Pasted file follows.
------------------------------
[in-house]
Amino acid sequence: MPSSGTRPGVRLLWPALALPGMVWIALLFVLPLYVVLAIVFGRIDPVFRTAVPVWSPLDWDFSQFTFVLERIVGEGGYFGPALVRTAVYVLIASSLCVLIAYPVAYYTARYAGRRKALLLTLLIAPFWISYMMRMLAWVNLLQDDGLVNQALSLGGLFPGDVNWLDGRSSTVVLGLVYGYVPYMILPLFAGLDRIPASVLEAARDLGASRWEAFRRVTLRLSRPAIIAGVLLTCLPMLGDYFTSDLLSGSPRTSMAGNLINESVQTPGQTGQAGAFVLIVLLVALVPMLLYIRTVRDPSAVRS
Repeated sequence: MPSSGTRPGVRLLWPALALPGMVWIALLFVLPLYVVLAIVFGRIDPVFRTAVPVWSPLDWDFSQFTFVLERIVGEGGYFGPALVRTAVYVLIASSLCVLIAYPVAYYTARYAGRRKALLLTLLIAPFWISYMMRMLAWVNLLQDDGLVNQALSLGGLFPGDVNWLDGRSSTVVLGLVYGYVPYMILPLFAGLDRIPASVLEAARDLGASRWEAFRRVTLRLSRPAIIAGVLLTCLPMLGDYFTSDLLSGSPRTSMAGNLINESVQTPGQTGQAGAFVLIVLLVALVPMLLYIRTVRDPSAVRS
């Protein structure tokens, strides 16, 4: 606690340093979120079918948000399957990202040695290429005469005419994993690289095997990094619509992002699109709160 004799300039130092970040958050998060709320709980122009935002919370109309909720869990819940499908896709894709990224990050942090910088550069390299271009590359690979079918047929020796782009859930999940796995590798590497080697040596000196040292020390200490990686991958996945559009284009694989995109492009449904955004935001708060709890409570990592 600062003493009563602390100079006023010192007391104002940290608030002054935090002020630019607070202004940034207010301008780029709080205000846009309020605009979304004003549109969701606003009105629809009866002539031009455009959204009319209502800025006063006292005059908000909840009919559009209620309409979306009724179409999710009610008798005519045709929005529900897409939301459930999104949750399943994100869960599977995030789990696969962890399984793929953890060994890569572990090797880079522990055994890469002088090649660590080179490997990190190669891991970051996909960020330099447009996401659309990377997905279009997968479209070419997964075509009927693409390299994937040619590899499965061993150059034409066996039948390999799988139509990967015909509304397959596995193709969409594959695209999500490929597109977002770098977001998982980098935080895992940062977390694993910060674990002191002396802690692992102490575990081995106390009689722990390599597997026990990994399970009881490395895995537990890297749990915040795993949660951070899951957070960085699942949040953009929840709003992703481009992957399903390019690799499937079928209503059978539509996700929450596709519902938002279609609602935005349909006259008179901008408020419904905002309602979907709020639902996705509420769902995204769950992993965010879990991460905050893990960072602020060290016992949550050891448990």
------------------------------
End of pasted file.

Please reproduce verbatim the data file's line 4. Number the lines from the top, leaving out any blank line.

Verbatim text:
């Protein structure tokens, strides 16, 4: 606690340093979120079918948000399957990202040695290429005469005419994993690289095997990094619509992002699109709160 004799300039130092970040958050998060709320709980122009935002919370109309909720869990819940499908896709894709990224990050942090910088550069390299271009590359690979079918047929020796782009859930999940796995590798590497080697040596000196040292020390200490990686991958996945559009284009694989995109492009449904955004935001708060709890409570990592 600062003493009563602390100079006023010192007391104002940290608030002054935090002020630019607070202004940034207010301008780029709080205000846009309020605009979304004003549109969701606003009105629809009866002539031009455009959204009319209502800025006063006292005059908000909840009919559009209620309409979306009724179409999710009610008798005519045709929005529900897409939301459930999104949750399943994100869960599977995030789990696969962890399984793929953890060994890569572990090797880079522990055994890469002088090649660590080179490997990190190669891991970051996909960020330099447009996401659309990377997905279009997968479209070419997964075509009927693409390299994937040619590899499965061993150059034409066996039948390999799988139509990967015909509304397959596995193709969409594959695209999500490929597109977002770098977001998982980098935080895992940062977390694993910060674990002191002396802690692992102490575990081995106390009689722990390599597997026990990994399970009881490395895995537990890297749990915040795993949660951070899951957070960085699942949040953009929840709003992703481009992957399903390019690799499937079928209503059978539509996700929450596709519902938002279609609602935005349909006259008179901008408020419904905002309602979907709020639902996705509420769902995204769950992993965010879990991460905050893990960072602020060290016992949550050891448990």